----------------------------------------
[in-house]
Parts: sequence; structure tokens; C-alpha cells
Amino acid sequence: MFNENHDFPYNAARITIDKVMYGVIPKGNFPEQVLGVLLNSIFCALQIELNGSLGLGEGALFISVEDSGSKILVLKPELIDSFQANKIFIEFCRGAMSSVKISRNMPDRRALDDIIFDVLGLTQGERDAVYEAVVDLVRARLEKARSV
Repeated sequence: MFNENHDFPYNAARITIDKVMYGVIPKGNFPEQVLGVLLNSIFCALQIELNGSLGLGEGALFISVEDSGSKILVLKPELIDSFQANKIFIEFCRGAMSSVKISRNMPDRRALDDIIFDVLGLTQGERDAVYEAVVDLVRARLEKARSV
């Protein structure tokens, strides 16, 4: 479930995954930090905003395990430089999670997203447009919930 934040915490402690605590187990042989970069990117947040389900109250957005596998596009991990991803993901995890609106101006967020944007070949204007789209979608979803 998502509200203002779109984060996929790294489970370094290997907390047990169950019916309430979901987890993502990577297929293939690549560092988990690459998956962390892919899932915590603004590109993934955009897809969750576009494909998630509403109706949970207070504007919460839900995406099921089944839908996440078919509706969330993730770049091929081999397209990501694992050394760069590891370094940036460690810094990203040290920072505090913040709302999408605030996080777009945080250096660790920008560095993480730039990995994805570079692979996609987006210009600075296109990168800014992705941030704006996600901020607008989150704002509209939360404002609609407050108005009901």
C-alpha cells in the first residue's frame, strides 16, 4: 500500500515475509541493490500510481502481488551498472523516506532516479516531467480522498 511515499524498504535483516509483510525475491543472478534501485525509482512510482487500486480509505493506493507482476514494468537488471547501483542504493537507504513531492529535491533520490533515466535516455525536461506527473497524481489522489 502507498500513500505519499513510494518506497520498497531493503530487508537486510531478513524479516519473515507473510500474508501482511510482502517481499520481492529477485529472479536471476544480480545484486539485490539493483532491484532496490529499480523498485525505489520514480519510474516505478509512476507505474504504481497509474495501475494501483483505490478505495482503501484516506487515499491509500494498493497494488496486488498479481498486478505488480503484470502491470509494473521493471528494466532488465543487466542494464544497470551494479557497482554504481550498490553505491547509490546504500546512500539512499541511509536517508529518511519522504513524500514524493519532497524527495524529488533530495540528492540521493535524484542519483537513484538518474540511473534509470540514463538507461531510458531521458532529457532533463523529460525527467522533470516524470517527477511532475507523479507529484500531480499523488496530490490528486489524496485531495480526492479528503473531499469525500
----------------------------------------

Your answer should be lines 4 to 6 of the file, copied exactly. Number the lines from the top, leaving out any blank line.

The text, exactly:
Repeated sequence: MFNENHDFPYNAARITIDKVMYGVIPKGNFPEQVLGVLLNSIFCALQIELNGSLGLGEGALFISVEDSGSKILVLKPELIDSFQANKIFIEFCRGAMSSVKISRNMPDRRALDDIIFDVLGLTQGERDAVYEAVVDLVRARLEKARSV
């Protein structure tokens, strides 16, 4: 479930995954930090905003395990430089999670997203447009919930 934040915490402690605590187990042989970069990117947040389900109250957005596998596009991990991803993901995890609106101006967020944007070949204007789209979608979803 998502509200203002779109984060996929790294489970370094290997907390047990169950019916309430979901987890993502990577297929293939690549560092988990690459998956962390892919899932915590603004590109993934955009897809969750576009494909998630509403109706949970207070504007919460839900995406099921089944839908996440078919509706969330993730770049091929081999397209990501694992050394760069590891370094940036460690810094990203040290920072505090913040709302999408605030996080777009945080250096660790920008560095993480730039990995994805570079692979996609987006210009600075296109990168800014992705941030704006996600901020607008989150704002509209939360404002609609407050108005009901």
C-alpha cells in the first residue's frame, strides 16, 4: 500500500515475509541493490500510481502481488551498472523516506532516479516531467480522498 511515499524498504535483516509483510525475491543472478534501485525509482512510482487500486480509505493506493507482476514494468537488471547501483542504493537507504513531492529535491533520490533515466535516455525536461506527473497524481489522489 502507498500513500505519499513510494518506497520498497531493503530487508537486510531478513524479516519473515507473510500474508501482511510482502517481499520481492529477485529472479536471476544480480545484486539485490539493483532491484532496490529499480523498485525505489520514480519510474516505478509512476507505474504504481497509474495501475494501483483505490478505495482503501484516506487515499491509500494498493497494488496486488498479481498486478505488480503484470502491470509494473521493471528494466532488465543487466542494464544497470551494479557497482554504481550498490553505491547509490546504500546512500539512499541511509536517508529518511519522504513524500514524493519532497524527495524529488533530495540528492540521493535524484542519483537513484538518474540511473534509470540514463538507461531510458531521458532529457532533463523529460525527467522533470516524470517527477511532475507523479507529484500531480499523488496530490490528486489524496485531495480526492479528503473531499469525500